A minor in Viking studies? Yes, you can do that.

As one of Cornell’s first Viking Studies minors (yes, it exists; no, I don’t walk around wearing a horned helmet), I’d be remiss if I didn’t talk about a class I took called “Of Ice and Men: Masculinities in the Medieval North.” Cross-listed with Medieval studies; history; and feminist, gender & sexuality studies, it’s an unforgettable experience, and one I think is indicative of Cornell as a university.

When we think about Vikings, I’m sure we’re all picturing ferocious warriors, renowned for their battle prowess — the pillaging type. The manly men. We’re probably not imagining a particularly deep-thinking society. Yet with the texts we’ve studied in this class, we’ve started to question those stereotypes. We’re looking at these manly men and realizing that they too had feelings. And that maybe they didn’t particularly like being manly men all that much, because being manly pretty much meant you were going to die. How do you navigate through a society that’s probably going to get you killed? Very precariously (and often unsuccessfully), as we’ve learned.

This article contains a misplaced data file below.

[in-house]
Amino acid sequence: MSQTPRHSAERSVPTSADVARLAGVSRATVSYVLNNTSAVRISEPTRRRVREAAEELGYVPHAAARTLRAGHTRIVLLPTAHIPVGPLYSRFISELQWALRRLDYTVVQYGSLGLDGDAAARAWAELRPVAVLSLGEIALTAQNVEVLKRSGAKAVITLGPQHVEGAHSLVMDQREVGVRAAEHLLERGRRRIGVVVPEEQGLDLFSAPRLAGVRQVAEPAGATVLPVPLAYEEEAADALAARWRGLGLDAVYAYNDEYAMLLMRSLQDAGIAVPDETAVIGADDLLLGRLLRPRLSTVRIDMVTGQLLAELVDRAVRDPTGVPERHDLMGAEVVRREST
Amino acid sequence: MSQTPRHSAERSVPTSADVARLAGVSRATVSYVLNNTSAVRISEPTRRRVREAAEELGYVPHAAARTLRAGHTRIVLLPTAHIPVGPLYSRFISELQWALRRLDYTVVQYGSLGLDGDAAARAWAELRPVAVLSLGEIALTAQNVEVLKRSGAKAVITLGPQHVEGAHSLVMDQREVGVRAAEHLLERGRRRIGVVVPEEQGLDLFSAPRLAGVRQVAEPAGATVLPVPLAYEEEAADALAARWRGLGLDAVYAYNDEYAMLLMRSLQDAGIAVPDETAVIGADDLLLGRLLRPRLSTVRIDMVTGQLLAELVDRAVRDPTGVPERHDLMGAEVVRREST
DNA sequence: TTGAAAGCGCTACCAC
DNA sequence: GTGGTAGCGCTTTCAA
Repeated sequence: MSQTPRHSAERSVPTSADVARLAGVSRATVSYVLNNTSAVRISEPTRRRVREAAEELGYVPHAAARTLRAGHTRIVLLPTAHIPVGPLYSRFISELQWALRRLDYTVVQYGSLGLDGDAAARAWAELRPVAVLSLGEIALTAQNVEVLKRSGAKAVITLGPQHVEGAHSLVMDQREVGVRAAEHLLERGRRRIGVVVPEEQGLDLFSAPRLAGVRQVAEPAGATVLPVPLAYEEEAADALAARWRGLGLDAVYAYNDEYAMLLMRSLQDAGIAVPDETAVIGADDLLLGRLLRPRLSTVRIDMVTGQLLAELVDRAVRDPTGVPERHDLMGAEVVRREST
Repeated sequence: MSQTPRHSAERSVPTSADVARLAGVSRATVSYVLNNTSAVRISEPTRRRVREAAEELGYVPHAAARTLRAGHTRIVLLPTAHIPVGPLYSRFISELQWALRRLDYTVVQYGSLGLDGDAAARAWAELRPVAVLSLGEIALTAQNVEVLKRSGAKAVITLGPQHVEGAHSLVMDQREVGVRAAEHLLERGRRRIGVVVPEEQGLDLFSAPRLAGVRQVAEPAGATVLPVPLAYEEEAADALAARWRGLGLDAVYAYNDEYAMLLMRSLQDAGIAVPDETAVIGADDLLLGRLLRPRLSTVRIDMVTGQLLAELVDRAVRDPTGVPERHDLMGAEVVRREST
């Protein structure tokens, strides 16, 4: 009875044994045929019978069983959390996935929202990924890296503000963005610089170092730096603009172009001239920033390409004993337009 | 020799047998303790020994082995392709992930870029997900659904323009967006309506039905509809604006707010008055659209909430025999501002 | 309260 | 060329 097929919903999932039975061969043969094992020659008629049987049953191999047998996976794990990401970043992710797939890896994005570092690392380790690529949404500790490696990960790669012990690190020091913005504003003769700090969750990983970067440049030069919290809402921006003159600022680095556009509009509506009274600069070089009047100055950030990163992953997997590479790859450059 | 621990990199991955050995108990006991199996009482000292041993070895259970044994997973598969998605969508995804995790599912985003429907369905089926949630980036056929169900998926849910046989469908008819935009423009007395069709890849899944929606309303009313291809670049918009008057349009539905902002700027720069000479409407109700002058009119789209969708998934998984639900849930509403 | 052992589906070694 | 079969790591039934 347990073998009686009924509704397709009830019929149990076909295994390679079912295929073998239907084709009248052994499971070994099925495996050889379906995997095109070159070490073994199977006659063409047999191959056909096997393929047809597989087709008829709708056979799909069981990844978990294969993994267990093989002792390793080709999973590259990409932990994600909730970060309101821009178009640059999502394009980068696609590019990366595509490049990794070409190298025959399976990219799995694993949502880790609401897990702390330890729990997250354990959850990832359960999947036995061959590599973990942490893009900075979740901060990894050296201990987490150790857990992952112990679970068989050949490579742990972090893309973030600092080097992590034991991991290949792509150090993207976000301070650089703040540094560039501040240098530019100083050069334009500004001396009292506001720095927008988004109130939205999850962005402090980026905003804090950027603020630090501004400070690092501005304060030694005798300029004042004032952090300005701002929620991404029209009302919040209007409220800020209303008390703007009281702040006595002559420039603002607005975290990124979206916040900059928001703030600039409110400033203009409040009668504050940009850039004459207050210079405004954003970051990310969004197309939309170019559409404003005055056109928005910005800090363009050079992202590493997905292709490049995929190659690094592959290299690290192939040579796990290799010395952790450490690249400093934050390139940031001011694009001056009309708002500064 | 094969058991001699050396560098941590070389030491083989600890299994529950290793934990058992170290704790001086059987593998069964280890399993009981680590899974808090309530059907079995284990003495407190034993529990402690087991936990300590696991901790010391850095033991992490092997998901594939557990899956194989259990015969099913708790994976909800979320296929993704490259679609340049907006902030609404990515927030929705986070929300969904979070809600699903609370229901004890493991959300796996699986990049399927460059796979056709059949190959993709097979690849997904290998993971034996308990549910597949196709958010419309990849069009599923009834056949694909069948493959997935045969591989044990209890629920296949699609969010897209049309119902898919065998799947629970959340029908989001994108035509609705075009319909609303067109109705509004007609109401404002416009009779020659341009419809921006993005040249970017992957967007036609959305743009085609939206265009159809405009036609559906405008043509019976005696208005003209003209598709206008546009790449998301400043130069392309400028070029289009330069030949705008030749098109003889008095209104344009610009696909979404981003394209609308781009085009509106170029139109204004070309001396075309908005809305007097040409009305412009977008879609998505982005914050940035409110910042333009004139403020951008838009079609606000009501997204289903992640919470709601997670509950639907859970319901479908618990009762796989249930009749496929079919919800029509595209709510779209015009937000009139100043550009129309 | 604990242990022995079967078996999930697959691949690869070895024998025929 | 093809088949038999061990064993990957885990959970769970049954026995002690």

But beyond the content of the class itself lies the form. If you had told me as a first-year student that a biology major and a history major and a German studies major and an FGSS major could all be in the same room at the same time discussing "Beowulf," I wouldn’t have believed you. And if you said we would all be trying to apply "Beowulf" to Judith Butler’s "Gender Trouble," I’d start to laugh. Nevertheless, you could find us every Tuesday and Thursday in Rockefeller 187 doing just that — and having fun doing it. Because we weren’t being lectured at. We weren’t being told the answer before we even asked the question. We were coming up with the questions ourselves, and doing our best to answer them ourselves.

And regardless of whether you’re interested in "Masculinities in the Medieval North" or not, the magic of Cornell is that a class like this—a class that brings together such a diverse group of individuals with such a variety of academic backgrounds—has a place on campus.

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